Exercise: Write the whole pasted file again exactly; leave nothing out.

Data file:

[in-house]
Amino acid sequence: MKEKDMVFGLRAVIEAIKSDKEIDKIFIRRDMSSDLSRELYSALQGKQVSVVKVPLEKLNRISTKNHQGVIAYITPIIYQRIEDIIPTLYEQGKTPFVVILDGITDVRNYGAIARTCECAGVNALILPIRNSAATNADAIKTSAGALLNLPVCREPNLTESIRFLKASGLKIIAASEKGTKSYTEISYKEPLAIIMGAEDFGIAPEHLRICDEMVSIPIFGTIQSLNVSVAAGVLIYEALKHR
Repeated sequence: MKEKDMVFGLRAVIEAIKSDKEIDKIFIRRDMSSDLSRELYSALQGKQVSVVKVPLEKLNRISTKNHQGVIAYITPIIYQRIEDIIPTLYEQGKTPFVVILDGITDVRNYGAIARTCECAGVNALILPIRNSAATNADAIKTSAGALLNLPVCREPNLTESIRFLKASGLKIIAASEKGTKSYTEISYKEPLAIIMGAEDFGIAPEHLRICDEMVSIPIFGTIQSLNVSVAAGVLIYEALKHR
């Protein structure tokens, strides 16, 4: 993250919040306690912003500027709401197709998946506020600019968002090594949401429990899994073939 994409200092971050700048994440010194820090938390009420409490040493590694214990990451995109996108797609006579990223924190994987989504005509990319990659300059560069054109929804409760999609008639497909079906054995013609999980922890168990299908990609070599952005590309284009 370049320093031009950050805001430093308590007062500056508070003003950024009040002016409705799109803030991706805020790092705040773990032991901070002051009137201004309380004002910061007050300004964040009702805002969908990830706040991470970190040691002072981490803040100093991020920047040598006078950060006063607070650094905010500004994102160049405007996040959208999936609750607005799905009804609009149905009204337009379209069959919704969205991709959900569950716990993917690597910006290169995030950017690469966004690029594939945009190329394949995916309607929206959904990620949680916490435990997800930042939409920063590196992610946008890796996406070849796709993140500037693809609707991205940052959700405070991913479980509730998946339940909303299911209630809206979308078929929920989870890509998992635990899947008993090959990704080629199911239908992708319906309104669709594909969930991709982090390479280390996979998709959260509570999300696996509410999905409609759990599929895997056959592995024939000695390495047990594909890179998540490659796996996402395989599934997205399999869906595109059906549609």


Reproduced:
[in-house]
Amino acid sequence: MKEKDMVFGLRAVIEAIKSDKEIDKIFIRRDMSSDLSRELYSALQGKQVSVVKVPLEKLNRISTKNHQGVIAYITPIIYQRIEDIIPTLYEQGKTPFVVILDGITDVRNYGAIARTCECAGVNALILPIRNSAATNADAIKTSAGALLNLPVCREPNLTESIRFLKASGLKIIAASEKGTKSYTEISYKEPLAIIMGAEDFGIAPEHLRICDEMVSIPIFGTIQSLNVSVAAGVLIYEALKHR
Repeated sequence: MKEKDMVFGLRAVIEAIKSDKEIDKIFIRRDMSSDLSRELYSALQGKQVSVVKVPLEKLNRISTKNHQGVIAYITPIIYQRIEDIIPTLYEQGKTPFVVILDGITDVRNYGAIARTCECAGVNALILPIRNSAATNADAIKTSAGALLNLPVCREPNLTESIRFLKASGLKIIAASEKGTKSYTEISYKEPLAIIMGAEDFGIAPEHLRICDEMVSIPIFGTIQSLNVSVAAGVLIYEALKHR
């Protein structure tokens, strides 16, 4: 993250919040306690912003500027709401197709998946506020600019968002090594949401429990899994073939 994409200092971050700048994440010194820090938390009420409490040493590694214990990451995109996108797609006579990223924190994987989504005509990319990659300059560069054109929804409760999609008639497909079906054995013609999980922890168990299908990609070599952005590309284009 370049320093031009950050805001430093308590007062500056508070003003950024009040002016409705799109803030991706805020790092705040773990032991901070002051009137201004309380004002910061007050300004964040009702805002969908990830706040991470970190040691002072981490803040100093991020920047040598006078950060006063607070650094905010500004994102160049405007996040959208999936609750607005799905009804609009149905009204337009379209069959919704969205991709959900569950716990993917690597910006290169995030950017690469966004690029594939945009190329394949995916309607929206959904990620949680916490435990997800930042939409920063590196992610946008890796996406070849796709993140500037693809609707991205940052959700405070991913479980509730998946339940909303299911209630809206979308078929929920989870890509998992635990899947008993090959990704080629199911239908992708319906309104669709594909969930991709982090390479280390996979998709959260509570999300696996509410999905409609759990599929895997056959592995024939000695390495047990594909890179998540490659796996996402395989599934997205399999869906595109059906549609």